Question Answer
PPHN Persistent pulmonary hypertension in the newborn. Results from Right to left shunt. Results in sever hypoxia and cyanosis after birth
Clinical presentation/diagnosis of PPHN Cyanosis, tachypnea, acidemia, hypoxemia
For severely ill newborns with PPHN, other therapy includes: Inhaled nitric oxide, HFV, ECMO, Flolan (epoprostenol) prostacyclin
ASD atrial septal defect
VSD ventricular septal defect
Transient Tachypnea of the newborn (TTNB) Common in C-section babies, symptoms begin 12-24 hours after birth and usually last only 24 hours.
TTBN clinical presentation/diagnosis High APGAR scores at birth but after 12-24 hours after birth newborn develops RDS involving mild to moderate retractions, tachypnea, cyanosis.
CXR of TTBN baby pulmonary congestion with increased vascular markings. May be misdiagnosed as IRDS
Treatment for TTBN Supplemental O2 (40-60%), CPAP, Postural drainage and percussion
Congenital Diaphragmatic Hernia Results from the absence of incomplete development of one of the hemidiaphragms, allowing the abdominal organs to enter the thorax.
CDH clinical presentation and diagnosis Compression of the lung on the affected side with the mediastinum shifting to the opposite side, presence of bowel sounds in the chest,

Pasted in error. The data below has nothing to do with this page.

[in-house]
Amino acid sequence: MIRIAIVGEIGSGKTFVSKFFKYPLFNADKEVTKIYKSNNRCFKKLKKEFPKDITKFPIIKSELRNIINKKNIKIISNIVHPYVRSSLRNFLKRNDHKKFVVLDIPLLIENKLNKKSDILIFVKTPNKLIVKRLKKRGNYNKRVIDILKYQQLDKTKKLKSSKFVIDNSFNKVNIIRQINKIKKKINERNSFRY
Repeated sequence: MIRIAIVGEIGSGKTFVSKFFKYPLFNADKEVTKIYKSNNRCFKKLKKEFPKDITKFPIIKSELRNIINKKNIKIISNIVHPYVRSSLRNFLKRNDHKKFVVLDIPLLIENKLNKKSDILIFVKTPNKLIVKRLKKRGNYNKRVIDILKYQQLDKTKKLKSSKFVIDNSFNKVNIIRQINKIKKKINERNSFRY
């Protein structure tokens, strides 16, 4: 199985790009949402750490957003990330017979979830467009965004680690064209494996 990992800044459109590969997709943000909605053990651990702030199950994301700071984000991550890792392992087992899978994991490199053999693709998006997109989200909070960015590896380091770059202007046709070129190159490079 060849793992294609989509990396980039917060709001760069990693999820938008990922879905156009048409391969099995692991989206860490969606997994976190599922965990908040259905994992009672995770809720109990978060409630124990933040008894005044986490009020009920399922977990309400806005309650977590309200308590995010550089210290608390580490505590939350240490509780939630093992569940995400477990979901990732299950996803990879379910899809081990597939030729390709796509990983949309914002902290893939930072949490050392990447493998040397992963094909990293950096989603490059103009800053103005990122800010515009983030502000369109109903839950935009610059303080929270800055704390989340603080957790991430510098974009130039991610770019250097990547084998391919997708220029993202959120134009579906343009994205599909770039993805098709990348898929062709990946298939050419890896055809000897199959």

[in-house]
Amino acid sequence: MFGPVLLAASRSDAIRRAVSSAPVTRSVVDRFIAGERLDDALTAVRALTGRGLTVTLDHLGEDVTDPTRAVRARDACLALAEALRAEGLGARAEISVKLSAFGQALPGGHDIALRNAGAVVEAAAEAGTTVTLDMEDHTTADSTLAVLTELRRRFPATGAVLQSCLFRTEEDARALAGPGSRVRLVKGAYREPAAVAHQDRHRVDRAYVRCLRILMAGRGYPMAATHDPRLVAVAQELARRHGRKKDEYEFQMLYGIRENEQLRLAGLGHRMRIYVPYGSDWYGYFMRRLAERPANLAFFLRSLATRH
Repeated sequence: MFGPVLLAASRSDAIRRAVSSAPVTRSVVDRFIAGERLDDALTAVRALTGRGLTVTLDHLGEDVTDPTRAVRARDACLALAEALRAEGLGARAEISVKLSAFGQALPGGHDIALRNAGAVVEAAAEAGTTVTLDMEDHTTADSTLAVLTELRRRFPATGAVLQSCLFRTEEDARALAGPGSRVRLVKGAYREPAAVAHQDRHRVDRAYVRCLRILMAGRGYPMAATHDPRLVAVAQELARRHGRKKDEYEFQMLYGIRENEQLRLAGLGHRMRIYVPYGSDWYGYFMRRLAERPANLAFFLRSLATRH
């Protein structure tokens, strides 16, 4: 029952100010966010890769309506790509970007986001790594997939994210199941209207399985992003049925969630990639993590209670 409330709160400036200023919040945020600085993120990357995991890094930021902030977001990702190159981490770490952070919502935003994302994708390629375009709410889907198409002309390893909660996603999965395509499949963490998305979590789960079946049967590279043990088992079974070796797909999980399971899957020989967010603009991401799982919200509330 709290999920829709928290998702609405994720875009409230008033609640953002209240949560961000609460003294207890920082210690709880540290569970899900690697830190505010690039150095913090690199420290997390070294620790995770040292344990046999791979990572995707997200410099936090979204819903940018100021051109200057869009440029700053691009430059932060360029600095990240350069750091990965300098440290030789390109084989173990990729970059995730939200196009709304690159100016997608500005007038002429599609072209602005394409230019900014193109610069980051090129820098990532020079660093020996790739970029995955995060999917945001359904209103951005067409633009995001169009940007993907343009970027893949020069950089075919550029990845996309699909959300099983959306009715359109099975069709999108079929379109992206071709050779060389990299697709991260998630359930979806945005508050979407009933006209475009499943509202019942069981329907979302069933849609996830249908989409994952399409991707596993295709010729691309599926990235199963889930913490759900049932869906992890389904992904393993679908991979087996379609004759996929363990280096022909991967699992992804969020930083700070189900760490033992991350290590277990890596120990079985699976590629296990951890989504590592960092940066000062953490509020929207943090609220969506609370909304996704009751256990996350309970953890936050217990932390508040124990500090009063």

CHD chest xray abdominal organs (loops of bowel) in the thoracic area and atelectasis/hypoplasia of the lung on the affected side
Treatment/Managment of CDH Insert NG tube and intubate, Immediate surgical correction is required
Bronchopulmonary Dysplasia (BPD) This is a chronic condition that results from treatment of RDS with mechanical ventilation and high concentrations of oxygen over a prolonged period of time (>28 days)
BPD clinical presentation/Diagnosis tachypnea, retractions and persistent cyanosis, lengthy ventilatory course associated with poor response to therapy
Xray of BPD multiple pneumothoraces, sponge-like, honeycomb pattern with flattened diaphragm.
Pulmonary Interstitial Emphysema Occurs as a complication of mechanical ventilation when air is present outside the normal airways
Complications of PIE Causes compression of pulmonary blood vessels, resulting in increased PVR and compression of lymphatic vessels, resulting in increased lung water.
Clinical presentation/Diagnosis of PIE Tachypnea, cyanosis, retractions, hypoxia from hypoventilation and V/Q mismatch, increased PVR nay result in right to left shunting, air trapping with barrel chest or increased AP diameter
Chest xray for PIE Irregular bubbles in hilar area radiating outward, linear lucencies or streaks
Coarctation of aorta narrowing of aorta changing blood flow
Hypoplastic left heart syndrome abnormal development of left-sided cardiac structures including the mitral valve, left ventricle, and aortic arch.
Tetralogy of Fallot most common congenital heart abnormalities. Includes four components: pulmonary artery stenosis, ventricular septal defect, overriding aorta to the right, and right ventricular hypertrophy.
Transposition of the Great Arteries The positions of the aorta and pulmonary artery are reversed, with the aorta arising from the RV and the pulmonary artery arising from the LV.